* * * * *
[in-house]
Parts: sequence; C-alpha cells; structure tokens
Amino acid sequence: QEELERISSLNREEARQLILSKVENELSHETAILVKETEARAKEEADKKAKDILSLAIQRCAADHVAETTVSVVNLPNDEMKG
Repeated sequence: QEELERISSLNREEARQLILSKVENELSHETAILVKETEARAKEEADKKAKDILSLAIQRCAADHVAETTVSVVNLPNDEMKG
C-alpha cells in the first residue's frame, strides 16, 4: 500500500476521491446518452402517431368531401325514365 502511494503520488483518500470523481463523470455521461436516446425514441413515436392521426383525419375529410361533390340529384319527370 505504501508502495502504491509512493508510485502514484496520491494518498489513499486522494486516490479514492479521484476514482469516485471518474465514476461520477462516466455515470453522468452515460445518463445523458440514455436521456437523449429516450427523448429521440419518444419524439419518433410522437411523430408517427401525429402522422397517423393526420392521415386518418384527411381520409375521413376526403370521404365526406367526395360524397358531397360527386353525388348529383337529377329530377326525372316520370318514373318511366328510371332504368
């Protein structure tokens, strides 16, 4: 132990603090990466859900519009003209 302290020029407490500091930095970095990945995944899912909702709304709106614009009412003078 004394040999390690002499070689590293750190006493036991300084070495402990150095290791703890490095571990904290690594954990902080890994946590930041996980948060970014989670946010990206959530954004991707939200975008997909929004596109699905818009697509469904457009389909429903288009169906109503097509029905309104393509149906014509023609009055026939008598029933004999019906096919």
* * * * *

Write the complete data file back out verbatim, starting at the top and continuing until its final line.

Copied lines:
[in-house]
Parts: sequence; C-alpha cells; structure tokens
Amino acid sequence: QEELERISSLNREEARQLILSKVENELSHETAILVKETEARAKEEADKKAKDILSLAIQRCAADHVAETTVSVVNLPNDEMKG
Repeated sequence: QEELERISSLNREEARQLILSKVENELSHETAILVKETEARAKEEADKKAKDILSLAIQRCAADHVAETTVSVVNLPNDEMKG
C-alpha cells in the first residue's frame, strides 16, 4: 500500500476521491446518452402517431368531401325514365 502511494503520488483518500470523481463523470455521461436516446425514441413515436392521426383525419375529410361533390340529384319527370 505504501508502495502504491509512493508510485502514484496520491494518498489513499486522494486516490479514492479521484476514482469516485471518474465514476461520477462516466455515470453522468452515460445518463445523458440514455436521456437523449429516450427523448429521440419518444419524439419518433410522437411523430408517427401525429402522422397517423393526420392521415386518418384527411381520409375521413376526403370521404365526406367526395360524397358531397360527386353525388348529383337529377329530377326525372316520370318514373318511366328510371332504368
């Protein structure tokens, strides 16, 4: 132990603090990466859900519009003209 302290020029407490500091930095970095990945995944899912909702709304709106614009009412003078 004394040999390690002499070689590293750190006493036991300084070495402990150095290791703890490095571990904290690594954990902080890994946590930041996980948060970014989670946010990206959530954004991707939200975008997909929004596109699905818009697509469904457009389909429903288009169906109503097509029905309104393509149906014509023609009055026939008598029933004999019906096919």